Since 1988, Bill Amend has chronicled the adventures of the never-aging-but-constantly-dysfunctional Fox family in the syndicated comic strip FoxTrot. Whether it’s balding dad Roger, perfectionist mom Andy, would-be-jock Peter, would-be-diva Paige, or ultra-brain Jason, everyone either has a family member like one of the Foxes…or is one themselves.
Amend cut back doing the strip on a daily basis to Sundays only a few years ago, but he’s doing an extended retrospective of the strip in the all-new The Best of FoxTrot, which comes out in November just in time for Thanksgiving. It’s a special two-volume slipcased edition containing Amend’s favorite storylines from the first 20 years of the strip, along with his commentary.
FoxTrot has long been a favorite strip of comic fans, thanks in no small part to Jason Fox’s constant references to comics, movies, TV, video games and more (there’s also been enough math in the strip to spawn its own collection).
So we decided to have some fun and email up Amend for some questions about his strip and the upcoming collection. WARNING: This also contains what may be the single geekiest question in the history of Newsarama.
Newsarama: Bill, tell us about this new “Best of” – what's in it, and what readers can expect?
Bill Amend: It's a two-volume collection of my favorite strips from the first 20 years with some annotations by me sprinkled in here and there.
I just got a copy and it turned out really well. It's 560 pages total, with around 1500 strips. I'm told it'll be available in stores sometime in mid-November.
Nrama: What are some of the storylines contained in the book?
Amend: Most of the ones people would remember as being any good are probably in here. Originally, this was just going to be a single volume 300-page book, and the cuts I was having to make to fit stuff in were just too brutal.
By going to two volumes, I had enough space to not only include entire storylines most of the time, but also lower the threshold for inclusion just a tad so I could really feel like the whole scope of the strip was represented.
Nrama: Why did you decide to do this collection?
Amend: My publisher suggested it and I liked the idea, especially once it evolved into two volumes. I've been doing FoxTrot for a long time, so if nothing else, it's nice to have a single book project that recaps the history of these characters and the better stuff I've written over the years.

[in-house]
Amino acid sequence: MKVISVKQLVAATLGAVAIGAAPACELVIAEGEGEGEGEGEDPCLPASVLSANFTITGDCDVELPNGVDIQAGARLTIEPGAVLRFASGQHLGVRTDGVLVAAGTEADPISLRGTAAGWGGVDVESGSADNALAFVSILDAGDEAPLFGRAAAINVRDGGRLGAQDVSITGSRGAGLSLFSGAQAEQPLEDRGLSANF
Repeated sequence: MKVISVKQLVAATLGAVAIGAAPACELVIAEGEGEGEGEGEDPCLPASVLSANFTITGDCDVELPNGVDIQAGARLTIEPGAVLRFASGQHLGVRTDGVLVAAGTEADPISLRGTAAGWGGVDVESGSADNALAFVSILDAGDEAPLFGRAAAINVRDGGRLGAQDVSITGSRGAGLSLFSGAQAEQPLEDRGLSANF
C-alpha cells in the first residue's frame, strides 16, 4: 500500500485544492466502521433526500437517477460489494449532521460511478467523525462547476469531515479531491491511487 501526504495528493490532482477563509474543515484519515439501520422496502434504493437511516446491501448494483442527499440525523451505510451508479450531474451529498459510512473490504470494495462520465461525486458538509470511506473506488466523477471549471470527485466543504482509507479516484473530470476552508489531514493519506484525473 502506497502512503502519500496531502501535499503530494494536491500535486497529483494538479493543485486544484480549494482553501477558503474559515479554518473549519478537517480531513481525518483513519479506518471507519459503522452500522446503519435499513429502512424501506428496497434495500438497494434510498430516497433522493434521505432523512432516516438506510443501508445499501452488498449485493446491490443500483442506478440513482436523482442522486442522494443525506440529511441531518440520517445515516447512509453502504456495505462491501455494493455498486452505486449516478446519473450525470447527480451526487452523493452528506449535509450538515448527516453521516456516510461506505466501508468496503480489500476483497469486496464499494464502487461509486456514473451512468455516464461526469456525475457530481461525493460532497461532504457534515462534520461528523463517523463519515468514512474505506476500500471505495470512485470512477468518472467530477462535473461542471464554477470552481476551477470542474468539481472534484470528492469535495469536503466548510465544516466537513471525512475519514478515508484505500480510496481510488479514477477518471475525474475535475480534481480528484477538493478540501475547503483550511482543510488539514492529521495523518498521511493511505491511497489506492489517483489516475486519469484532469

Nrama: What was it like for you revisiting this material? What held up the best, and what would you have done differently? Do you have any one all-time favorite storyline or gag?
Amend: In order to settle on the strips to include, I had to read through all eleven of my treasuries about three times, which was a really painful process. Looking at a lot of my strips years after I've drawn them was akin to looking at old high school pictures where I'm wearing dorky clothes and a bad haircut. You know, that “what was I thinking?!” feeling.
Once I'd settled on the stuff to include, the proofreading and annotation writing was far more pleasant, since these were all strips I generally liked.
I don't really have a favorite storyline, but I always liked how two of my Christmas stories turned out. One was the Scrooge spoof I did with Jason dreaming and the other one had Andy Fox as “Mrs. Grinch” drawn in a sort of Seuss/Jones hybrid style.
I've also always been happy with the way the long summer camp storyline went, even though the stress of writing it on the fly (I'd write/draw a week and turn it in, without knowing what would happen next) practically killed me.
Nrama: How do you feel your perspective on the characters has changed – if at all – over the years?
Amend: Well, when I first came up with the idea for FoxTrot, I was 22, so I was essentially writing it from the kids' perspective.
I'm now in my late 40s with a wife and two teenagers, so I'm sure my point of view is often closer to the parents'. Fortunately, I've been blessed with a rather immature sensibility, so thinking like Jason, Paige and Peter isn't too huge of a stretch.
Nrama: You were an early adapter for doing a website and references to SF/fantasy popular culture in your strip. Obviously, you did the Penny Arcade guest-strip and have mentioned other webcomics in FoxTrot -- what is your take on the increasing popularity of webcomics, and given the troubles faced by newspapers, what do you feel are the advantages and disadvantages of the digital medium?
Amend: I think it's really exciting to see so many people publishing and reading comics on the web. When I was starting out, there really weren't any alternatives to print newspapers if you wanted to do a comic strip, and to get into newspapers (besides getting lucky) you had to do work that would please the syndicate editors and also please the newspaper editors and also please their readers, especially the older readers who tended to complain the most.